Jian Guan, Michael Karsy, Andrea A. Brock, Ilyas M. Eli, Gabrielle M. Manton, Holly K. Ledyard, Gregory W. J. Hawryluk and Min S. Park
Vitamin D deficiency has been associated with a variety of negative outcomes in critically ill patients, but little focused study on the effects of hypovitaminosis D has been performed in the neurocritical care population. In this study, the authors examined the effect of vitamin D deficiency on 3-month outcomes after discharge from a neurocritical care unit (NCCU).
The authors prospectively analyzed 25-hydroxy vitamin D levels in patients admitted to the NCCU of a quaternary care center over a 6-month period. Glasgow Outcome Scale (GOS) scores were used to evaluate their 3-month outcome, and univariate and multivariate logistic regression was used to evaluate the effects of vitamin D deficiency.
Four hundred ninety-seven patients met the inclusion criteria. In the binomial logistic regression model, patients without vitamin D deficiency (> 20 ng/dl) were significantly more likely to have a 3-month GOS score of 4 or 5 than those who were vitamin D deficient (OR 1.768 [95% CI 1.095–2.852]). Patients with a higher Simplified Acute Physiology Score (SAPS II) (OR 0.925 [95% CI 0.910–0.940]) and those admitted for stroke (OR 0.409 [95% CI 0.209–0.803]) or those with an “other” diagnosis (OR 0.409 [95% CI 0.217–0.772]) were significantly more likely to have a 3-month GOS score of 3 or less.
Vitamin D deficiency is associated with worse 3-month postdischarge GOS scores in patients admitted to an NCCU. Additional study is needed to determine the role of vitamin D supplementation in the NCCU population.
Scarring after spinal cord injury
Michael G. Fehlings and Gregory W. J. Hawryluk
Gregory W. J. Hawryluk, Nicolas Phan, Adam R. Ferguson, Diane Morabito, Nikita Derugin, Campbell L. Stewart, M. Margaret Knudson, Geoffrey Manley and Guy Rosenthal
The optimal site for placement of tissue oxygen probes following traumatic brain injury (TBI) remains unresolved. The authors used a previously described swine model of focal TBI and studied brain tissue oxygen tension (PbtO2) at the sites of contusion, proximal and distal to contusion, and in the contralateral hemisphere to determine the effect of probe location on PbtO2 and to assess the effects of physiological interventions on PbtO2 at these different sites.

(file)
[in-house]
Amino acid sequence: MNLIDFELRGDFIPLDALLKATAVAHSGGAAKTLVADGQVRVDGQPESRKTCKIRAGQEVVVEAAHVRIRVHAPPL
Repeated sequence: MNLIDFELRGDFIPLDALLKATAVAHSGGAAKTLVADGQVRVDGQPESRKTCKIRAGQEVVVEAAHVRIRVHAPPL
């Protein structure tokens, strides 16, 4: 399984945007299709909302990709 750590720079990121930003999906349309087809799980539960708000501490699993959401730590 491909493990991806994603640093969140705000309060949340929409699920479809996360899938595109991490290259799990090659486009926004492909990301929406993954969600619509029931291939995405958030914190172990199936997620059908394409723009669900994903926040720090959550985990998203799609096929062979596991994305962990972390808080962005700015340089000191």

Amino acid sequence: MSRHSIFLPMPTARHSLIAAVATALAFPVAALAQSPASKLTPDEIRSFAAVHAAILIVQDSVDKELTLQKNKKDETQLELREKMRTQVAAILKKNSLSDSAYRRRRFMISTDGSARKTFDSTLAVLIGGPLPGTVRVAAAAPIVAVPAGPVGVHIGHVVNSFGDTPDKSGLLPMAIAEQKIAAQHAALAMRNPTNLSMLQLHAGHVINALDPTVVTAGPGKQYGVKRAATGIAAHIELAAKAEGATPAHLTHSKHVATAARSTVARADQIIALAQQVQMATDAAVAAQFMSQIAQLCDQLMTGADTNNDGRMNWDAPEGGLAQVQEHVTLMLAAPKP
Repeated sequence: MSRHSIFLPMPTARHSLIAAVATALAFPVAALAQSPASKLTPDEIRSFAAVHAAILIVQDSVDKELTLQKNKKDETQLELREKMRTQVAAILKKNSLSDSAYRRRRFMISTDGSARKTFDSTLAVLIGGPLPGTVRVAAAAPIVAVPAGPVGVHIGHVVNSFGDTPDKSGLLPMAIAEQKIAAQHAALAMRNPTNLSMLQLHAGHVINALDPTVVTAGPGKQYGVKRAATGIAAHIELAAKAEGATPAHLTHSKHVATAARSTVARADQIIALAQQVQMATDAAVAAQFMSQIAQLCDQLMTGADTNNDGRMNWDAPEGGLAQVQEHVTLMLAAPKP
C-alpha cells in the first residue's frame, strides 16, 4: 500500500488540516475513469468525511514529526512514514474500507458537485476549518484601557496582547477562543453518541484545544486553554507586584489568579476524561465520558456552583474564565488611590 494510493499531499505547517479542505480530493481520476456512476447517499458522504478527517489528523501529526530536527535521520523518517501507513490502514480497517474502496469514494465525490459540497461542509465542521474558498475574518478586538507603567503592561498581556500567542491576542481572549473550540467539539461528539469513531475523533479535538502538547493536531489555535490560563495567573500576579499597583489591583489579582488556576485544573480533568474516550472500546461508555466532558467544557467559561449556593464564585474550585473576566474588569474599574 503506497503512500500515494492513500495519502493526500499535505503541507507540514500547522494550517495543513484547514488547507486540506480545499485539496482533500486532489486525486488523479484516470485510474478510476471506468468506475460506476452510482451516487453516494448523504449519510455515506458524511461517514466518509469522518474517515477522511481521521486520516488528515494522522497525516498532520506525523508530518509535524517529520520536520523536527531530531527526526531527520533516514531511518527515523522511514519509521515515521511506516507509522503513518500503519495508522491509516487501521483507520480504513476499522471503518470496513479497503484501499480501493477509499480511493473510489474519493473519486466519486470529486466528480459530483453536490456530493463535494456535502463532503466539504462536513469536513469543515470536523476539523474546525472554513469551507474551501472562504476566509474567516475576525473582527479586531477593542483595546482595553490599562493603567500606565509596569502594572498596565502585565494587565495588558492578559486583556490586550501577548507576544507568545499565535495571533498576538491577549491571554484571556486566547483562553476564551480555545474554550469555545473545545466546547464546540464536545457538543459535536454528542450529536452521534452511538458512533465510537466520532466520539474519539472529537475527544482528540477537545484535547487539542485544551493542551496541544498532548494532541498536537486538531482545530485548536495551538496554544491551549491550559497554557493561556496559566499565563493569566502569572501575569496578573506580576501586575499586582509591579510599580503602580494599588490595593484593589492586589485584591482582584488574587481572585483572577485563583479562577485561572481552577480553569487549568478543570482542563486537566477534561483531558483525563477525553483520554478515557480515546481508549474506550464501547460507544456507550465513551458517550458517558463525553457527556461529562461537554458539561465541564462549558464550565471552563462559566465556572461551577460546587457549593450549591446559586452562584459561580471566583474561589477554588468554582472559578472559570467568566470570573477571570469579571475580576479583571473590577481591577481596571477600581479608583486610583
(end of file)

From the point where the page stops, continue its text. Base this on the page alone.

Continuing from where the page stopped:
A controlled cortical impact device was used to generate a focal lesion in the right frontal lobe in 12 anesthetized swine. PbtO2 was measured using Licox brain tissue oxygen probes placed at the site of contusion, in pericontusional tissue (proximal probe), in the right parietal region (distal probe), and in the contralateral hemisphere. PbtO2 was measured during normoxia, hyperoxia, hypoventilation, and hyperventilation.
Physiological interventions led to expected changes, including a large increase in partial pressure of oxygen in arterial blood with hyperoxia, increased intracranial pressure (ICP) with hypoventilation, and decreased ICP with hyperventilation. Importantly, PbtO2 decreased substantially with proximity to the focal injury (contusion and proximal probes), and this difference was maintained at different levels of fraction of inspired oxygen and partial pressure of carbon dioxide in arterial blood. In the distal and contralateral probes, hypoventilation and hyperventilation were associated with expected increased and decreased PbtO2 values, respectively. However, in the contusion and proximal probes, these effects were diminished, consistent with loss of cerebrovascular CO2 reactivity at and near the injury site. Similarly, hyperoxia led to the expected rise in PbtO2 only in the distal and contralateral probes, with little or no effect in the proximal and contusion probes, respectively.
PbtO2 measurements are strongly influenced by the distance from the site of focal injury. Physiological alterations, including hyperoxia, hyperventilation, and hypoventilation substantially affect PbtO2 values distal to the site of injury but have little effect in and around the site of contusion. Clinical interpretations of brain tissue oxygen measurements should take into account the spatial relation of probe position to the site of injury. The decision of where to place a brain tissue oxygen probe in TBI patients should also take these factors into consideration.